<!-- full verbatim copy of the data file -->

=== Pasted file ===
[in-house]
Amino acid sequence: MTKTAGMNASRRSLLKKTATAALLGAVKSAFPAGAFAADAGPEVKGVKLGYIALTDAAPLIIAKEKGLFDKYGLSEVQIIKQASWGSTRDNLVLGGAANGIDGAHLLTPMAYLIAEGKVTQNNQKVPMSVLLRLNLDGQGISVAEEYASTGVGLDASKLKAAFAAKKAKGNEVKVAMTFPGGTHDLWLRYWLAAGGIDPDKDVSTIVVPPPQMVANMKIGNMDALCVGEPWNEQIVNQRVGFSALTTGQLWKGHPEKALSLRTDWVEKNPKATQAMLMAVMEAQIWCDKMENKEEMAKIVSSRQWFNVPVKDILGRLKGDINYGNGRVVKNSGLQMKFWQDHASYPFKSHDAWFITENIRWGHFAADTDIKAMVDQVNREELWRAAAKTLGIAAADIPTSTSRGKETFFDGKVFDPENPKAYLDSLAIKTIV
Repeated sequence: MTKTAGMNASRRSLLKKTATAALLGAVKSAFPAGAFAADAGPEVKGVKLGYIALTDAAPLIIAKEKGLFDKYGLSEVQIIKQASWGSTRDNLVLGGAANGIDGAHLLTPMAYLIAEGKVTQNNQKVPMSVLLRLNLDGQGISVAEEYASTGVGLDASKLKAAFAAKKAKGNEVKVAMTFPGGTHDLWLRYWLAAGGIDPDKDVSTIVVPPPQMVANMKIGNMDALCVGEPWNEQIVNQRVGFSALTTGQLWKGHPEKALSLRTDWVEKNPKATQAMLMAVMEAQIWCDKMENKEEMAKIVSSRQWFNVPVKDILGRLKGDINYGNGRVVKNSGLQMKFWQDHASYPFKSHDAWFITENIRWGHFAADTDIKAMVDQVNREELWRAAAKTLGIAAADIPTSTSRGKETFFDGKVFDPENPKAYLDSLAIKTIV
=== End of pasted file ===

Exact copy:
[in-house]
Amino acid sequence: MTKTAGMNASRRSLLKKTATAALLGAVKSAFPAGAFAADAGPEVKGVKLGYIALTDAAPLIIAKEKGLFDKYGLSEVQIIKQASWGSTRDNLVLGGAANGIDGAHLLTPMAYLIAEGKVTQNNQKVPMSVLLRLNLDGQGISVAEEYASTGVGLDASKLKAAFAAKKAKGNEVKVAMTFPGGTHDLWLRYWLAAGGIDPDKDVSTIVVPPPQMVANMKIGNMDALCVGEPWNEQIVNQRVGFSALTTGQLWKGHPEKALSLRTDWVEKNPKATQAMLMAVMEAQIWCDKMENKEEMAKIVSSRQWFNVPVKDILGRLKGDINYGNGRVVKNSGLQMKFWQDHASYPFKSHDAWFITENIRWGHFAADTDIKAMVDQVNREELWRAAAKTLGIAAADIPTSTSRGKETFFDGKVFDPENPKAYLDSLAIKTIV
Repeated sequence: MTKTAGMNASRRSLLKKTATAALLGAVKSAFPAGAFAADAGPEVKGVKLGYIALTDAAPLIIAKEKGLFDKYGLSEVQIIKQASWGSTRDNLVLGGAANGIDGAHLLTPMAYLIAEGKVTQNNQKVPMSVLLRLNLDGQGISVAEEYASTGVGLDASKLKAAFAAKKAKGNEVKVAMTFPGGTHDLWLRYWLAAGGIDPDKDVSTIVVPPPQMVANMKIGNMDALCVGEPWNEQIVNQRVGFSALTTGQLWKGHPEKALSLRTDWVEKNPKATQAMLMAVMEAQIWCDKMENKEEMAKIVSSRQWFNVPVKDILGRLKGDINYGNGRVVKNSGLQMKFWQDHASYPFKSHDAWFITENIRWGHFAADTDIKAMVDQVNREELWRAAAKTLGIAAADIPTSTSRGKETFFDGKVFDPENPKAYLDSLAIKTIV